Angry Americans and What the Future Holds

Curated Story
Paul Rieckhoff
This article originally appeared on Forbes

In 2004, just back from a combat tour in Iraq, Paul Rieckhoff started Iraq and Afghanistan Veterans of America (IAVA). After growing the group to over 500,000 members and spearheading significant federal policy to protect veterans, Paul transitioned IAVA to new leadership this year and started Righteous Media. We caught up with him—author, entrepreneur, frequent TV commentator, and now podcast host—to hear about his entrepreneurial journey and what’s ahead for media, veterans’ voices, and American democracy.

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Ashoka insight

Advocacy isn’t a big bang, it's a drum beat. I sound like a military planner here, but the truth is: you need to have a real goal, a real plan. Many groups don’t. Since IAVA’s beginning, our long term goal was to change the country, the world. Once you set that goal and do the analysis, the only way to get there is public policy.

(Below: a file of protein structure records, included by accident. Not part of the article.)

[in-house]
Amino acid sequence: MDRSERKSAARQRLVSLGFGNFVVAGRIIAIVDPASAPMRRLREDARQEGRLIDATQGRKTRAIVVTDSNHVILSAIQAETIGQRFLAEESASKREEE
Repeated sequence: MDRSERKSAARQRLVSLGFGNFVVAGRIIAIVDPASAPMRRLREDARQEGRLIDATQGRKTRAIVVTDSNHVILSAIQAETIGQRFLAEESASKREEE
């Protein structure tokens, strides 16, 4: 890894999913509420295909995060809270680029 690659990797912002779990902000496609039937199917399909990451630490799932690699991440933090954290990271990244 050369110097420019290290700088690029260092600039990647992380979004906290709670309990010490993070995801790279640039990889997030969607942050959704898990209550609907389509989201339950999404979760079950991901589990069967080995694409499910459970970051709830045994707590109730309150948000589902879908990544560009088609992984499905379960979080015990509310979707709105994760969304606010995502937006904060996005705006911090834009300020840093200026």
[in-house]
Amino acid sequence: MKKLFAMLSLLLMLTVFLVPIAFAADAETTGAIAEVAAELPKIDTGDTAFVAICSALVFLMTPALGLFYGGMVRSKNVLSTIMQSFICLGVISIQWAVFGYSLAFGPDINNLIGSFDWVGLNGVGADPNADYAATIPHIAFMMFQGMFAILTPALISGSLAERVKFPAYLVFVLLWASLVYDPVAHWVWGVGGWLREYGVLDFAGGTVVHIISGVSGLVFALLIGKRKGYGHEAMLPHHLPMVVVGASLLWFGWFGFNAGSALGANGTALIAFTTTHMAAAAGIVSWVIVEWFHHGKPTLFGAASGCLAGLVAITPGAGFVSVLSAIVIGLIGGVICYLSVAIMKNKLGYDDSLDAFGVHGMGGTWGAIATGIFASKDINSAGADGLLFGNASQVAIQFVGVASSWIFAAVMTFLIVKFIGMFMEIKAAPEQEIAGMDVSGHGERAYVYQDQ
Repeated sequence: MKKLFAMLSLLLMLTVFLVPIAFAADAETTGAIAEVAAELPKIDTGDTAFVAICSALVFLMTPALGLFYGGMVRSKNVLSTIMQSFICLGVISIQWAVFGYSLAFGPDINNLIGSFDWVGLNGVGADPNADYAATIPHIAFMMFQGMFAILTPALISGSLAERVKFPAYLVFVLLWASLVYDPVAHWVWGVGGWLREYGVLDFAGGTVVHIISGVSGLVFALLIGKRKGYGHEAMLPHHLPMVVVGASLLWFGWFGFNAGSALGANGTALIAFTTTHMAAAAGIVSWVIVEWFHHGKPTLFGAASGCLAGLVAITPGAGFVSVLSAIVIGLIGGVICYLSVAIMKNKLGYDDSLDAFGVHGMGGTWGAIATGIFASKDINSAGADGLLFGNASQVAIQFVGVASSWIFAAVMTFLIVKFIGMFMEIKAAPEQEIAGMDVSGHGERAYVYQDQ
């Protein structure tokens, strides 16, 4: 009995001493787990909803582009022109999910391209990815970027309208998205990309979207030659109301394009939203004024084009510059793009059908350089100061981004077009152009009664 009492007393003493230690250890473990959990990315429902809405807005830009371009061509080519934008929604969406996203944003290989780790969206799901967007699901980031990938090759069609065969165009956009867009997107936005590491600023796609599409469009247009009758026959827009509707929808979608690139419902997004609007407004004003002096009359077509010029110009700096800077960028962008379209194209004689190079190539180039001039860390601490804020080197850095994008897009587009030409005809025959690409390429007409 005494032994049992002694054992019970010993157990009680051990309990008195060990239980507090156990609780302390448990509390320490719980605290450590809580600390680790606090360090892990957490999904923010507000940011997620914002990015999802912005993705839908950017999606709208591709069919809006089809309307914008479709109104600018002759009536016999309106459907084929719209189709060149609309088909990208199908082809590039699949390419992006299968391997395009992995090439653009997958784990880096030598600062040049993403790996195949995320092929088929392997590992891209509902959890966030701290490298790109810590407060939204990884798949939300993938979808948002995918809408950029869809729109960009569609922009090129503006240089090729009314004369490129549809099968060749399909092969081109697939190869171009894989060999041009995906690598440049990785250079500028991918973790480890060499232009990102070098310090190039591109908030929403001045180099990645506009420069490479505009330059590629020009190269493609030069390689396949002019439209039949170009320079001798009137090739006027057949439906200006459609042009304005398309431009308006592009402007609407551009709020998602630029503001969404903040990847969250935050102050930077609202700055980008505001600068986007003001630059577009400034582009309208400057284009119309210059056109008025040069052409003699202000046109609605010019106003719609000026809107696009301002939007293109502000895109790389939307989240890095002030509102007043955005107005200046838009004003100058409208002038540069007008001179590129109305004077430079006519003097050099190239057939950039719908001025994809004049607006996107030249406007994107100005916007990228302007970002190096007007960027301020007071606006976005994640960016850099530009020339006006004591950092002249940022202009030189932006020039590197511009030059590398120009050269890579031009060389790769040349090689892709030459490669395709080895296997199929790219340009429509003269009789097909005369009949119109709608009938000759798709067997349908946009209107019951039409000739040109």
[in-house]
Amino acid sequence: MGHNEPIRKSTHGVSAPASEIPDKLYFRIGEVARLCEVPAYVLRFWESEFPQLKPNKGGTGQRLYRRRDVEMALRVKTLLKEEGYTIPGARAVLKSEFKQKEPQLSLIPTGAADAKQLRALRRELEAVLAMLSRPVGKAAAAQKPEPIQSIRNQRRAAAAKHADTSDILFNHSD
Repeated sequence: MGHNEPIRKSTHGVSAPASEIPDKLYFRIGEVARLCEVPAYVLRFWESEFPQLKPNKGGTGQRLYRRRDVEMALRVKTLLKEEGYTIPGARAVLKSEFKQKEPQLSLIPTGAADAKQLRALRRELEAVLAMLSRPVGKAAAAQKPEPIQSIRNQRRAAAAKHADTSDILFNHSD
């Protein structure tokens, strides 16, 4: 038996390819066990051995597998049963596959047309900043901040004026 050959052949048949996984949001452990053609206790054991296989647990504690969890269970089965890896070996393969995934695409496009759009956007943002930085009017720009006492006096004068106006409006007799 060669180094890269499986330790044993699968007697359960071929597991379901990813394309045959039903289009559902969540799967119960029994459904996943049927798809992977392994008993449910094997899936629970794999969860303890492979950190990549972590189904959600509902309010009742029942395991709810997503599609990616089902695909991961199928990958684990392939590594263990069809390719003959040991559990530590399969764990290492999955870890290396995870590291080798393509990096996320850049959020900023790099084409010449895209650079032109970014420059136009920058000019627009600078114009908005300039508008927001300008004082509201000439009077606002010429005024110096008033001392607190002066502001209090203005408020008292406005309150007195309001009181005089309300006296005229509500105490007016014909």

Getting more into media and narrative change felt like the most powerful choice for me, and for what the country needs right now. I want to reinvent what a media company looks like in the same way I reinvented what a veterans' service organization looks like.

There’s a huge underrepresented constituency in America that doesn't align with existing media enterprises. These people are politically unaffiliated. They don't want Fox and they don't want MSNBC. They don't want Trump and they don't want AOC, so where do they go? Right now they're homeless. We're building a media home for that community. We’ll create impact through podcasts, TV shows, films, events, and anything else that makes sense to move our country, our world, forward.